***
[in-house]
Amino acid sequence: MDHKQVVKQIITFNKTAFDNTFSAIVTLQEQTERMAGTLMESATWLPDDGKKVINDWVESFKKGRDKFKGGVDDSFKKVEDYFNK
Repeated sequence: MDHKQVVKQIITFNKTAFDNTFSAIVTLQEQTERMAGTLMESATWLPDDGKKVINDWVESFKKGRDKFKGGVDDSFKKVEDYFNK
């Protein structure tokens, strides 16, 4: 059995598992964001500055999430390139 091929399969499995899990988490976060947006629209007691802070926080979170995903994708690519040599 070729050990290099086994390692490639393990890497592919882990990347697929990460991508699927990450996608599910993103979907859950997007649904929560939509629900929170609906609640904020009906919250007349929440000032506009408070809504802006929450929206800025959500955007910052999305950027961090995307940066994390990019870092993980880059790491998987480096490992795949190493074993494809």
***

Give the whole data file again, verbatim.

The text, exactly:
[in-house]
Amino acid sequence: MDHKQVVKQIITFNKTAFDNTFSAIVTLQEQTERMAGTLMESATWLPDDGKKVINDWVESFKKGRDKFKGGVDDSFKKVEDYFNK
Repeated sequence: MDHKQVVKQIITFNKTAFDNTFSAIVTLQEQTERMAGTLMESATWLPDDGKKVINDWVESFKKGRDKFKGGVDDSFKKVEDYFNK
């Protein structure tokens, strides 16, 4: 059995598992964001500055999430390139 091929399969499995899990988490976060947006629209007691802070926080979170995903994708690519040599 070729050990290099086994390692490639393990890497592919882990990347697929990460991508699927990450996608599910993103979907859950997007649904929560939509629900929170609906609640904020009906919250007349929440000032506009408070809504802006929450929206800025959500955007910052999305950027961090995307940066994390990019870092993980880059790491998987480096490992795949190493074993494809």